An RCC susceptibility locus lies within a CCND1 enhancer.
Major Finding: An RCC susceptibility locus lies within a CCND1 enhancer.
Mechanism: Polymorphism affects HIF binding and CCND1 transcription.
Impact: Intergenic variants may promote cancer by affecting cell type–specific enhancers.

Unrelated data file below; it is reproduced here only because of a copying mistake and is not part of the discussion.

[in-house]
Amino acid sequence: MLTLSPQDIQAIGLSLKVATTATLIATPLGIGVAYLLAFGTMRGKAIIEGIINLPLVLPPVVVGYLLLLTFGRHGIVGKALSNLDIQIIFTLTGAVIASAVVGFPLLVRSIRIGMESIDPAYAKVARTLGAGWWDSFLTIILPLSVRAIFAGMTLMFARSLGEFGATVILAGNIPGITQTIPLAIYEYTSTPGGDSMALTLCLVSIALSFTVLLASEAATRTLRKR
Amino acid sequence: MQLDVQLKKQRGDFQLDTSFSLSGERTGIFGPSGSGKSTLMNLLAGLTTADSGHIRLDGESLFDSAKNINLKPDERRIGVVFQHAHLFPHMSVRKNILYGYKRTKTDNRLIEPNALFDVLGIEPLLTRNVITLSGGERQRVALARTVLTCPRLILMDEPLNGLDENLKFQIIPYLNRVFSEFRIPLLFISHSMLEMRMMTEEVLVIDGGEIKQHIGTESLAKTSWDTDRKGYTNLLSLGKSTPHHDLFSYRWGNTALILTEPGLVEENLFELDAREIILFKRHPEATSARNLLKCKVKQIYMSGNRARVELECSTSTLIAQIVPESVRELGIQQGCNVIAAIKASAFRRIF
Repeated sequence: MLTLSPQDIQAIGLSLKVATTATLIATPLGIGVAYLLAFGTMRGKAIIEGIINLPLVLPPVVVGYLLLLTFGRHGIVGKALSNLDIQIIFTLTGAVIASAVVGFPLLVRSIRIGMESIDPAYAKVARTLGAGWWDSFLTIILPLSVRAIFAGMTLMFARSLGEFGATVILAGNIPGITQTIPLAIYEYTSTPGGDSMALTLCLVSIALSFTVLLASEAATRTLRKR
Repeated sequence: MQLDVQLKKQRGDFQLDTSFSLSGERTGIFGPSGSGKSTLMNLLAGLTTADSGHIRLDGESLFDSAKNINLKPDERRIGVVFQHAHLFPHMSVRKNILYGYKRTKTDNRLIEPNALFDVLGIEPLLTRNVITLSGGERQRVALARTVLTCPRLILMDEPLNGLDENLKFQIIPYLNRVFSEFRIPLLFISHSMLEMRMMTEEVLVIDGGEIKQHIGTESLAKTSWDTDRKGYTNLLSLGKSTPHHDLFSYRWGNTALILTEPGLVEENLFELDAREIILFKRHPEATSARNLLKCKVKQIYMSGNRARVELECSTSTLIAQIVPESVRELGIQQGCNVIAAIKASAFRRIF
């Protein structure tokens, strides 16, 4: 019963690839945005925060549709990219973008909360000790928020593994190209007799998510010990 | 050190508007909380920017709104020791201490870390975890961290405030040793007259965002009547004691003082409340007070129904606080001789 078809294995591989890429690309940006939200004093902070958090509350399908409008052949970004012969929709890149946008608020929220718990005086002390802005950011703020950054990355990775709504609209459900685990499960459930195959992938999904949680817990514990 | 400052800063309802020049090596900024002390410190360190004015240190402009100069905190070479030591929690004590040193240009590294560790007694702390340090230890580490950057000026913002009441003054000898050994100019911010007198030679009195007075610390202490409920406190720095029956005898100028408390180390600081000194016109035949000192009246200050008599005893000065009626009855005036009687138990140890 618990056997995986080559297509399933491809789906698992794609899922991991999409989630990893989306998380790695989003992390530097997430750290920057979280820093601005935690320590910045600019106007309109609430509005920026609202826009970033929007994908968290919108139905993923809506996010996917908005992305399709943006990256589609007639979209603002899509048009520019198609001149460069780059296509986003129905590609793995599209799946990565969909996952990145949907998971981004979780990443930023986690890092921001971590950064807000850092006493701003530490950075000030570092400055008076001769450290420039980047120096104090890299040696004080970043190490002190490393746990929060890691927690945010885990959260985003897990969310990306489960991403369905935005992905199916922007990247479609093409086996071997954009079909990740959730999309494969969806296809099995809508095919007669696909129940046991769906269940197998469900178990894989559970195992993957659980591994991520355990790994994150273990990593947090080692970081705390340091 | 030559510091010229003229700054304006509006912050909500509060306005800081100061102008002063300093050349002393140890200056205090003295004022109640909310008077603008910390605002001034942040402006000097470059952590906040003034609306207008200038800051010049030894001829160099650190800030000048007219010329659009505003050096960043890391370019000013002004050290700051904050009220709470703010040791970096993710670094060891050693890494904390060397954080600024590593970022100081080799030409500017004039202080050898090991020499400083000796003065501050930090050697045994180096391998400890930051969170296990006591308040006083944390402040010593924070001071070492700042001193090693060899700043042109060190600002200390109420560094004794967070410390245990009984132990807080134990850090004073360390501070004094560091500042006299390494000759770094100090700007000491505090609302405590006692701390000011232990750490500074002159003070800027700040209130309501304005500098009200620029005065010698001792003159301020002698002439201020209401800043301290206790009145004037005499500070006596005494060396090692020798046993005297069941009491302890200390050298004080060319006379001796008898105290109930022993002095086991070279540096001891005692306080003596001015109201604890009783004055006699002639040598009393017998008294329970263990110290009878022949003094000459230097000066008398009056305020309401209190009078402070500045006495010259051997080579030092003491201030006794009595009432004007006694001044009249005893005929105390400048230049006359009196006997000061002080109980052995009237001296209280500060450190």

The mechanistic contributions of susceptibility loci identified in genome-wide association studies to cancer development are often unclear, especially if the polymorphic sites are not proximal to an annotated gene. During an effort to characterize genome-wide hypoxia-inducible factor 2α (HIF-2α) localization in renal cell carcinomas (RCC), Schödel and colleagues observed that some of the strongest binding sites were in a region tightly linked to a previously identified RCC susceptibility locus at chromosome 11q13.3. This intergenic locus lacked the sequence features of a gene promoter but had the epigenetic characteristics of a transcriptional enhancer—reduced nucleosome occupancy, high levels of histone H3 lysine 4 monomethylation and lysine 27 acetylation, and low levels of trimethylated histone H3 lysine 4 and RNA polymerase II binding—specifically in RCC cells lacking the von Hippel–Landau tumor suppressor (VHL), a key negative regulator of HIF proteins that is frequently inactivated in RCC. Genome-wide expression analysis identified cyclin D1 (CCND1), an oncogene that is not only commonly upregulated in RCC but also lies 220 kb downstream of the RCC susceptibility locus, as one of the most HIF-2α–dependent genes on chromosome 11. Genotype-specific chromatin immunoprecipitation and PCR confirmed that RCC-predisposing alleles were associated with higher HIF-2α occupancy at the susceptibility locus and increased levels of CCND1 expression. Additionally, high-resolution fluorescence in situ hybridization and chromatin conformation capture (3C) indicated that the HIF-2α–bound region physically associated with the CCND1 promoter. Taken together, these findings implicate the 11q13.3 RCC susceptibility locus as a transcriptional enhancer of CCND1 and provide support for the concept that intergenic disease-associated single-nucleotide polymorphisms may be associated with cell type–specific enhancers.